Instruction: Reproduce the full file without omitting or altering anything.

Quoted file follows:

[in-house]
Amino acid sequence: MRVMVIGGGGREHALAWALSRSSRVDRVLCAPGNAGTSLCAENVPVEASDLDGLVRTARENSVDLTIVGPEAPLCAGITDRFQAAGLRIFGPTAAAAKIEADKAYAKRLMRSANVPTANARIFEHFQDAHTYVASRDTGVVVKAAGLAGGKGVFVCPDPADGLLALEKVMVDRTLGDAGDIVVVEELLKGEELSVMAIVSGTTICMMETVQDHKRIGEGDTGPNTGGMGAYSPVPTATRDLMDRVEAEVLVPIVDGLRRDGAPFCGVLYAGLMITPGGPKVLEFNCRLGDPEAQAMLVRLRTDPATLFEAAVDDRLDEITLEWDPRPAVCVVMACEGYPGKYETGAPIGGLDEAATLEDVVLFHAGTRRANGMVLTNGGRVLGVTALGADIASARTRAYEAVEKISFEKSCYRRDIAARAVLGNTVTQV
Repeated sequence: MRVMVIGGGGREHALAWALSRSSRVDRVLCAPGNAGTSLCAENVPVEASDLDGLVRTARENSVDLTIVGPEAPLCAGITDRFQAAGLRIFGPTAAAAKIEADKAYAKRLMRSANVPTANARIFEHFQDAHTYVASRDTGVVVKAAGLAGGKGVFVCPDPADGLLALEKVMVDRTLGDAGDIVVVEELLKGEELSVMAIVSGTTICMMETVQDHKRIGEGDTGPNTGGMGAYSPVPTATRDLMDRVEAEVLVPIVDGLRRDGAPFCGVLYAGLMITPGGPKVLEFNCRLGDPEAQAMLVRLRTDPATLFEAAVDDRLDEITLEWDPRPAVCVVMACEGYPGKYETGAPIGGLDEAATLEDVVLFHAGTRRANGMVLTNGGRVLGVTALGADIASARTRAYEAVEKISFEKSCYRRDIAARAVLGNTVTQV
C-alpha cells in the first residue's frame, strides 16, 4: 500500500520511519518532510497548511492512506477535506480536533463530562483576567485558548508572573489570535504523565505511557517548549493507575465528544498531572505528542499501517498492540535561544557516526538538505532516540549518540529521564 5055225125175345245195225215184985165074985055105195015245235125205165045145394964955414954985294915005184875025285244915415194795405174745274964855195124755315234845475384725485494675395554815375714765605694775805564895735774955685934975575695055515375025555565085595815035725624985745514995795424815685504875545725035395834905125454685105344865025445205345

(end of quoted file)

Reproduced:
[in-house]
Amino acid sequence: MRVMVIGGGGREHALAWALSRSSRVDRVLCAPGNAGTSLCAENVPVEASDLDGLVRTARENSVDLTIVGPEAPLCAGITDRFQAAGLRIFGPTAAAAKIEADKAYAKRLMRSANVPTANARIFEHFQDAHTYVASRDTGVVVKAAGLAGGKGVFVCPDPADGLLALEKVMVDRTLGDAGDIVVVEELLKGEELSVMAIVSGTTICMMETVQDHKRIGEGDTGPNTGGMGAYSPVPTATRDLMDRVEAEVLVPIVDGLRRDGAPFCGVLYAGLMITPGGPKVLEFNCRLGDPEAQAMLVRLRTDPATLFEAAVDDRLDEITLEWDPRPAVCVVMACEGYPGKYETGAPIGGLDEAATLEDVVLFHAGTRRANGMVLTNGGRVLGVTALGADIASARTRAYEAVEKISFEKSCYRRDIAARAVLGNTVTQV
Repeated sequence: MRVMVIGGGGREHALAWALSRSSRVDRVLCAPGNAGTSLCAENVPVEASDLDGLVRTARENSVDLTIVGPEAPLCAGITDRFQAAGLRIFGPTAAAAKIEADKAYAKRLMRSANVPTANARIFEHFQDAHTYVASRDTGVVVKAAGLAGGKGVFVCPDPADGLLALEKVMVDRTLGDAGDIVVVEELLKGEELSVMAIVSGTTICMMETVQDHKRIGEGDTGPNTGGMGAYSPVPTATRDLMDRVEAEVLVPIVDGLRRDGAPFCGVLYAGLMITPGGPKVLEFNCRLGDPEAQAMLVRLRTDPATLFEAAVDDRLDEITLEWDPRPAVCVVMACEGYPGKYETGAPIGGLDEAATLEDVVLFHAGTRRANGMVLTNGGRVLGVTALGADIASARTRAYEAVEKISFEKSCYRRDIAARAVLGNTVTQV
C-alpha cells in the first residue's frame, strides 16, 4: 500500500520511519518532510497548511492512506477535506480536533463530562483576567485558548508572573489570535504523565505511557517548549493507575465528544498531572505528542499501517498492540535561544557516526538538505532516540549518540529521564 5055225125175345245195225215184985165074985055105195015245235125205165045145394964955414954985294915005184875025285244915415194795405174745274964855195124755315234845475384725485494675395554815375714765605694775805564895735774955685934975575695055515375025555565085595815035725624985745514995795424815685504875545725035395834905125454685105344865025445205345